Connecting to MongoDB from Java

To connect to MongoDB from Java, you need MongoDB Java driver. Depending on the type of project you are working on there are 3 ways to use this driver. If you are using Gradle or Maven, you can add it as a dependency. If you are not using a build system, you can use the legacy fat jar of the MongoDB Java driver.

Use the Gradle dependency,

dependencies {
    compile 'org.mongodb:mongodb-driver:3.4.2'
}

Or use the Maven dependency,

<dependencies>
    <dependency>
        <groupId>org.mongodb</groupId>
        <artifactId>mongodb-driver</artifactId>
        <version>3.4.2</version>
    </dependency>
</dependencies>

Or use the MongoDB library jar file directly. This jar contains all the dependencies including the BSON library.

Note that the above example use version 3.4.2 of the MongoDB driver. You may want to use a later version if available.

Connecting to MongoDB from Java

The following program shows how to connect to MongoDB from Java. Note the use of a singleton pattern for MongoClient where the instance is loaded lazily. MongoClient is designed for multi-threaded calls and has a connection pool internally (default pool size in Java is 100). Hence for most use cases you will need just one instance of MongoClient. Using multiple MongoClient instances may lead to too many open connections in MongoDB.

The following example inserts and queries records in a collection named "user" in the "test" database. We also assume that the MongoDB is running on the local machine with default port.

import org.bson.Document;

import com.mongodb.Block;
import com.mongodb.MongoClient;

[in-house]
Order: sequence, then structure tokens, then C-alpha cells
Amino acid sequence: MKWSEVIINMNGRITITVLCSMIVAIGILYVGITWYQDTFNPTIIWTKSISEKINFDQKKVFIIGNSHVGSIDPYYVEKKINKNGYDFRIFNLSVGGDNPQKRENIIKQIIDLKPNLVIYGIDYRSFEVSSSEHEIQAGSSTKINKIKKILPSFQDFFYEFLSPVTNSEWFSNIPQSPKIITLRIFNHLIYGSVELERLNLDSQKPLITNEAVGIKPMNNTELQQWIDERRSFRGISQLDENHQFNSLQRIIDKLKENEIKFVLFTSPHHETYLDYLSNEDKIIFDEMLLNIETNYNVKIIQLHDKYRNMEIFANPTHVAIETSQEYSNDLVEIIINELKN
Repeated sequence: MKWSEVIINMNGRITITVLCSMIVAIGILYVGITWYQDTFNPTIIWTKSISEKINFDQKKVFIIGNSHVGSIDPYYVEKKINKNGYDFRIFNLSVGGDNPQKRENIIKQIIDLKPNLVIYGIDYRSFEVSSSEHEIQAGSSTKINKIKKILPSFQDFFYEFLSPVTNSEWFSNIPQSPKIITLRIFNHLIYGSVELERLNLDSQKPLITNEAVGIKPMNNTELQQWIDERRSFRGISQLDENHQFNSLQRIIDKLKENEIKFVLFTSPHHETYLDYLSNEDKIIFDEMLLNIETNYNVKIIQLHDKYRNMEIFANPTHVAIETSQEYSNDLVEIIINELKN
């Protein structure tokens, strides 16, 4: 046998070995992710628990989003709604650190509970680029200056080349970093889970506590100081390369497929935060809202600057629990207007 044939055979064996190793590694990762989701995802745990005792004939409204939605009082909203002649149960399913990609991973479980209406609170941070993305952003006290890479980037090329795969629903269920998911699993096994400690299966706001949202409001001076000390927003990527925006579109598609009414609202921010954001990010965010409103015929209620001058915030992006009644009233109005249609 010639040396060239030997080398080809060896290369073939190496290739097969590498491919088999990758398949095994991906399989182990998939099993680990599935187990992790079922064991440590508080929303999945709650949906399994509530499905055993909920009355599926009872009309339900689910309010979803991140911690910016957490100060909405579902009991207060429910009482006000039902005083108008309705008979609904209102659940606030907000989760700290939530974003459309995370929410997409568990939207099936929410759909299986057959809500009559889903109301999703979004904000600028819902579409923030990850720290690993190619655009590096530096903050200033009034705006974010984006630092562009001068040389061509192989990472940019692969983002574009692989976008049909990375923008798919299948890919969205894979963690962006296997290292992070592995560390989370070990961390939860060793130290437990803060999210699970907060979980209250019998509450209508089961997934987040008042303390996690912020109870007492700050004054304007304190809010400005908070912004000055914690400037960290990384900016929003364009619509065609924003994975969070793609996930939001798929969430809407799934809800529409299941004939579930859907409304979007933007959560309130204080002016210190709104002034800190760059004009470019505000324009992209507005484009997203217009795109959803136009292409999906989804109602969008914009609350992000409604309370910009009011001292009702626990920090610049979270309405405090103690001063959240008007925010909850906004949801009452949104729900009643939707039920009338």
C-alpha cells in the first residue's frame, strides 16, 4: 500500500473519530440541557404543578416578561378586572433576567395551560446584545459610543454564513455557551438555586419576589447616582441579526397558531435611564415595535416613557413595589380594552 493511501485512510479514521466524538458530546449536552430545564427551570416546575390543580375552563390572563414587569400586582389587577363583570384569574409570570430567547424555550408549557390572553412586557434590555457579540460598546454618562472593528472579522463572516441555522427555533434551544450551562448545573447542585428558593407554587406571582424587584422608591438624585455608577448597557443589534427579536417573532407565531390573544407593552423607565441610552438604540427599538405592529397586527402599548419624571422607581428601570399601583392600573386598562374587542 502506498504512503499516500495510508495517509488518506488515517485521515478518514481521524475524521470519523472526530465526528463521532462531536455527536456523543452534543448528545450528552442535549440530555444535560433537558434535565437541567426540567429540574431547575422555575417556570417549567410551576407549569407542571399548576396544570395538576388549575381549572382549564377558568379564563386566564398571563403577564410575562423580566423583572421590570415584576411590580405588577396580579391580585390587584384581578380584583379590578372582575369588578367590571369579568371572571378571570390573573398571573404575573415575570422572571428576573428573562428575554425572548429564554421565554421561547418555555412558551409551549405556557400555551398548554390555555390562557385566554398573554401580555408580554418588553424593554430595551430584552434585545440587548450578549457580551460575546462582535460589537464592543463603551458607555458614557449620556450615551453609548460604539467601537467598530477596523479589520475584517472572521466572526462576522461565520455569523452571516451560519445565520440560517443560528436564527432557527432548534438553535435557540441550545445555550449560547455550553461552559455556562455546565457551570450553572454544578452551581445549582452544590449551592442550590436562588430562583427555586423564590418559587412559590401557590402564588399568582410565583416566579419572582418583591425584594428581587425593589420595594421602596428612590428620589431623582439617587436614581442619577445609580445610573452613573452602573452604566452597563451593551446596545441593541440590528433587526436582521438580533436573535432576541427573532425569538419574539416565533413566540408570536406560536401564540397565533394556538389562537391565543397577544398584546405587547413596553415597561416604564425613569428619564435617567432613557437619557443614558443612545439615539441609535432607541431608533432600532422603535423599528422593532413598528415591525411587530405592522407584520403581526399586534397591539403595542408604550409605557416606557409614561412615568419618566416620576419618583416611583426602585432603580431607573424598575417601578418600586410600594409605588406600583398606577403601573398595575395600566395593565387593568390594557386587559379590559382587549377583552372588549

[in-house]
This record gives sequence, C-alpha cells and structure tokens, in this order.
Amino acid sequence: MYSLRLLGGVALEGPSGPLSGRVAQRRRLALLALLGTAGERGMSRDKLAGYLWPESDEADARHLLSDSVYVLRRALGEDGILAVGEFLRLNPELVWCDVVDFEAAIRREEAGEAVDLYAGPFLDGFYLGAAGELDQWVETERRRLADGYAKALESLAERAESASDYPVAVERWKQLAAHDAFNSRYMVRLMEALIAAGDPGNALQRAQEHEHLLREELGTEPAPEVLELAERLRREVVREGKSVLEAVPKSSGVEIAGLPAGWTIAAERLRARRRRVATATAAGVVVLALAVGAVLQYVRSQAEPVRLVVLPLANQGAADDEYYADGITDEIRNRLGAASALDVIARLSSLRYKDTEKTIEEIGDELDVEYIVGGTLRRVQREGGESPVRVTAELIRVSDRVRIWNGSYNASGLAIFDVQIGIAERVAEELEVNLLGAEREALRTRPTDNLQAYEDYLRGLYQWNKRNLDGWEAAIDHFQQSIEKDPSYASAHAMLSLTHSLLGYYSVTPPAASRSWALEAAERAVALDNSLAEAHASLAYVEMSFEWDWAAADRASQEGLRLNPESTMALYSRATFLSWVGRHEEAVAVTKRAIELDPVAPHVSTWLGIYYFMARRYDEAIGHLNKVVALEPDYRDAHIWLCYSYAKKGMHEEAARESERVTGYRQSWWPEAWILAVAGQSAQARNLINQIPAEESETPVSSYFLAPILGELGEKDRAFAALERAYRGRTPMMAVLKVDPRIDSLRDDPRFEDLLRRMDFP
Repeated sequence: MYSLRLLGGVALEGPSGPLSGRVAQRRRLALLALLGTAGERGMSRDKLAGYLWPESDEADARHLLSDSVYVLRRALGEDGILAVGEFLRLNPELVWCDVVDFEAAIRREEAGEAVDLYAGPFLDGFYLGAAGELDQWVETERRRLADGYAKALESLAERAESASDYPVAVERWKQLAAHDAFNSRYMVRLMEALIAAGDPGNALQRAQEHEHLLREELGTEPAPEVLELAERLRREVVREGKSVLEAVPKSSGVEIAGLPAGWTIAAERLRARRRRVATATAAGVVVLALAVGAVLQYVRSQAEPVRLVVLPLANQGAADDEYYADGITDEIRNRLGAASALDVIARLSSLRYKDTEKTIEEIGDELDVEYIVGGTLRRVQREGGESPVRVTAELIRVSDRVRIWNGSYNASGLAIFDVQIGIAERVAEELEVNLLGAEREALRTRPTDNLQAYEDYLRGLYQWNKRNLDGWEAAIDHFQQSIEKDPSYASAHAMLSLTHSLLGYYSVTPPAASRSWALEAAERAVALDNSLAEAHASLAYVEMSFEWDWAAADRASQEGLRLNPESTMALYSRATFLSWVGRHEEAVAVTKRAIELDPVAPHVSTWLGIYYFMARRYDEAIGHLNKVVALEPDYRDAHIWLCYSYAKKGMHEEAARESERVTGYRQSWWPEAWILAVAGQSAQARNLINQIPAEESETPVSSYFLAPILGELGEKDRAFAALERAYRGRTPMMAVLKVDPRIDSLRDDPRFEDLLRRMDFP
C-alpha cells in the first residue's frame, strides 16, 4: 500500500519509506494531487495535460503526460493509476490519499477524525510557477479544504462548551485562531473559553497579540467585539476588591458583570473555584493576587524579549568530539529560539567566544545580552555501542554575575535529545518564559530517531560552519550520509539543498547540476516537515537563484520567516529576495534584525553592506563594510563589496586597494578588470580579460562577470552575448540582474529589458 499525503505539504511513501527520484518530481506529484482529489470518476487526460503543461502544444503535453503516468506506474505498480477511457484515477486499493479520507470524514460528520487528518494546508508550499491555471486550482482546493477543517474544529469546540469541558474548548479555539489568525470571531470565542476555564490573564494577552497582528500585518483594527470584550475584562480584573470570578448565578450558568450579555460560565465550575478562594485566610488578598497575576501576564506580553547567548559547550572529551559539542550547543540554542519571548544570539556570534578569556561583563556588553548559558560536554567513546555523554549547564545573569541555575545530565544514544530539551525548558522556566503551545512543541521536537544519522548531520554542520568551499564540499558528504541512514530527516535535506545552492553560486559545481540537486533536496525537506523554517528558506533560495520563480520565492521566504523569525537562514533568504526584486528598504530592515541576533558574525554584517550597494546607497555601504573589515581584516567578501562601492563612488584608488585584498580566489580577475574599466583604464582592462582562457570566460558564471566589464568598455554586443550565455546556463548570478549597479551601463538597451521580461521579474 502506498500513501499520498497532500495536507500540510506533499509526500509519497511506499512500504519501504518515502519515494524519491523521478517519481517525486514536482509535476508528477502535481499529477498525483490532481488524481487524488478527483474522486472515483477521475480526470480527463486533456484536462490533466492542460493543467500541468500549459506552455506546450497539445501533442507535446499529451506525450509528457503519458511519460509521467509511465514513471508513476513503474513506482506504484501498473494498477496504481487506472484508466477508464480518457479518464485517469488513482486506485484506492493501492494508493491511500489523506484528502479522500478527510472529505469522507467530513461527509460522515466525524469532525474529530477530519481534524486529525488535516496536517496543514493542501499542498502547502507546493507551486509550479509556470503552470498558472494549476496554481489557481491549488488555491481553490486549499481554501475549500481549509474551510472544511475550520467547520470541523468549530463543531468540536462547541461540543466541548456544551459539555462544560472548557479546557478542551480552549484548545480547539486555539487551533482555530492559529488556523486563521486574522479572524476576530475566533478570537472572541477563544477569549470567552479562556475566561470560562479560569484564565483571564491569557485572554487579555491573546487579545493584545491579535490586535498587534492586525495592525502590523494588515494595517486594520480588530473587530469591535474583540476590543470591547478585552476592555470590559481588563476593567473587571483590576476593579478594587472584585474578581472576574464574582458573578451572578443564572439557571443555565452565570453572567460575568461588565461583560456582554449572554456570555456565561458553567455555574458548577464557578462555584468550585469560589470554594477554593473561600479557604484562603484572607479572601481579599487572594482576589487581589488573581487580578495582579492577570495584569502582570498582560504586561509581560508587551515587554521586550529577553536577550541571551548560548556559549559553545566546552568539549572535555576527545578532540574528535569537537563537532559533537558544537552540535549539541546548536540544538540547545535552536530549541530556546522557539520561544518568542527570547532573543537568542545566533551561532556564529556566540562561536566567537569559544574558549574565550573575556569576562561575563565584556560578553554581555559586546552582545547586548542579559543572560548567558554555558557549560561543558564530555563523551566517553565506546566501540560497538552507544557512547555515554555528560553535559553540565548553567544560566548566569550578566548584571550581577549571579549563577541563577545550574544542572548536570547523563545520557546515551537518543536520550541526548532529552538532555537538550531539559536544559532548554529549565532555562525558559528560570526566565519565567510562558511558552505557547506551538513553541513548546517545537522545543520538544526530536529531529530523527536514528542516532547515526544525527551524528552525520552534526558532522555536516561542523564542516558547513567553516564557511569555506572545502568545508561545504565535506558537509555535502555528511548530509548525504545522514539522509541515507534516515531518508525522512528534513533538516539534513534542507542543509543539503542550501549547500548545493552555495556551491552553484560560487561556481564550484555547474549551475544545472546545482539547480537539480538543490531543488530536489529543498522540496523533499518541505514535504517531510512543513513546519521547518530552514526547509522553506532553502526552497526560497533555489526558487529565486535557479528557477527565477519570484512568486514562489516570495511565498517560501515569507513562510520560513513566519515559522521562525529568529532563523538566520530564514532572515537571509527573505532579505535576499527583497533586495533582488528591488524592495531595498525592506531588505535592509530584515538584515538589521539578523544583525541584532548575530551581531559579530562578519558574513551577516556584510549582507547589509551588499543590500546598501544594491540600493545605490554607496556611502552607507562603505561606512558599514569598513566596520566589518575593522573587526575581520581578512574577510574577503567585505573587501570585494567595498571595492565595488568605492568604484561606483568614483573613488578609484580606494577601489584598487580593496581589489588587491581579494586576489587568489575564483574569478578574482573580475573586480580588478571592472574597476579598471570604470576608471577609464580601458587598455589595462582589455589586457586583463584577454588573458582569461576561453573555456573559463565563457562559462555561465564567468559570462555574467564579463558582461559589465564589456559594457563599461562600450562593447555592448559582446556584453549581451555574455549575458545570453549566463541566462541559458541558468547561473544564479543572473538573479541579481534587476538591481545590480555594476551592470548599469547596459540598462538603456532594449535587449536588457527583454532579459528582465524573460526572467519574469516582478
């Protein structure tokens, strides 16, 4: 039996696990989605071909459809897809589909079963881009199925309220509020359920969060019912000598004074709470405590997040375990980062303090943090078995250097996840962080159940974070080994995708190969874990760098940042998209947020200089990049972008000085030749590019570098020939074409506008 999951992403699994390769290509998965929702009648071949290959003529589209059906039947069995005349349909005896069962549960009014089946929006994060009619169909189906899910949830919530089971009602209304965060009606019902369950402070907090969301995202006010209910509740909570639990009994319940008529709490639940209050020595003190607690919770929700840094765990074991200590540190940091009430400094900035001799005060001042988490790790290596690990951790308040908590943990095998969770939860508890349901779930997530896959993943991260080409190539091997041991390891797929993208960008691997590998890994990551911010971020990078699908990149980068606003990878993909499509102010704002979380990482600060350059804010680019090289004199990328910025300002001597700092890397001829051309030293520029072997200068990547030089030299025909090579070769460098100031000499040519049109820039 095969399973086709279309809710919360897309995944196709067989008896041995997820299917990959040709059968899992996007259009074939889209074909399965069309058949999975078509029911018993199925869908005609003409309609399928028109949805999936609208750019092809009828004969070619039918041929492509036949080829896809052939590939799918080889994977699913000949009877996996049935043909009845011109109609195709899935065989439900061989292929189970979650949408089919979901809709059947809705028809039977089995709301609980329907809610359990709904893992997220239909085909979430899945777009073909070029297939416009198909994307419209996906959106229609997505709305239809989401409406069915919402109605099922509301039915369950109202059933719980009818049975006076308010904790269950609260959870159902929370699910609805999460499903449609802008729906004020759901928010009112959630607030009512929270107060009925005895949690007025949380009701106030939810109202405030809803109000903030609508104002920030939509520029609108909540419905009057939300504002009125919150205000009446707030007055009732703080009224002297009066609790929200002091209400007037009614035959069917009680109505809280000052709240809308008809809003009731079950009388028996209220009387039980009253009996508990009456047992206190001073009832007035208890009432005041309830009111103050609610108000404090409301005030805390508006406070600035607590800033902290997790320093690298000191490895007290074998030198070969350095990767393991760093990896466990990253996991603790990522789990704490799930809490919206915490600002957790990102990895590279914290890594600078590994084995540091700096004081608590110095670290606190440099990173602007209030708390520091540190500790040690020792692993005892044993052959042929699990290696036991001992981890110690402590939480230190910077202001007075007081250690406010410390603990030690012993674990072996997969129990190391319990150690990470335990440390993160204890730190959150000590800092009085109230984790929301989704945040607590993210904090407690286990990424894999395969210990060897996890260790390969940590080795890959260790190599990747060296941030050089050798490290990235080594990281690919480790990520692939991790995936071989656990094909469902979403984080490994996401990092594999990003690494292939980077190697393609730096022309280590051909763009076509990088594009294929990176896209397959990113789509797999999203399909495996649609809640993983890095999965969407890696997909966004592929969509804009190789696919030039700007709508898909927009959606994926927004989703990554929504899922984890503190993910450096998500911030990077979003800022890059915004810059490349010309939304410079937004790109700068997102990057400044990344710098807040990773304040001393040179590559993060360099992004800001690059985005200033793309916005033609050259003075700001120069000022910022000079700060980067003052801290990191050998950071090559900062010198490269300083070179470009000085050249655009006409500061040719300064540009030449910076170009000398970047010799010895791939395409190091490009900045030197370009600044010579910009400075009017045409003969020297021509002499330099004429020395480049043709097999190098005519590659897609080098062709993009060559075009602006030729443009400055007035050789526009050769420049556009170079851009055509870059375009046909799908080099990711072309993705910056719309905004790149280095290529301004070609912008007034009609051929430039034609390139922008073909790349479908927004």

import com.mongodb.MongoClientURI;
import com.mongodb.client.MongoCollection;
import com.mongodb.client.MongoDatabase;

// Demo program for connecting to MongoDB.
// Uses singleton pattern for MongoClient.
public class MongoDemo {

    private static MongoClient mClient;

    // Singleton for MongoClient
    // Creates a single connection pool internally
    private MongoClient getMongoClient() {
        if (mClient == null) {
            mClient = new MongoClient(new MongoClientURI("mongodb://localhost:27017"));
        }
        return mClient;
    }

    // Utility method to get database instance
    private MongoDatabase getDB() {
        return getMongoClient().getDatabase("test");
    }

    // Utility method to get user collection
    private MongoCollection<Document> getUserCollection() {
        return getDB().getCollection("user");
    }

    public static void main(String[] args) {
        MongoDemo demo = new MongoDemo();
        demo.insertUser();
        demo.queryUsers();
    }

    // Read all documents from user collection
    private void queryUsers() {
        getUserCollection().find().forEach(new Block<Document>() {
            @Override
            public void apply(Document t) {
                System.out.println(t);
            }
        });
    }

    // Insert a document in user collection
    private void insertUser() {
        Document document = new Document("username","qpt")
                            .append("email", "testemail@example.com");
        getUserCollection().insertOne(document);
    }
}

We have used an iterator with a lambda function for reading Mongo documents. Alternatively you can use the DBCursor class to iterate through the document collection.

MongoDB Java References

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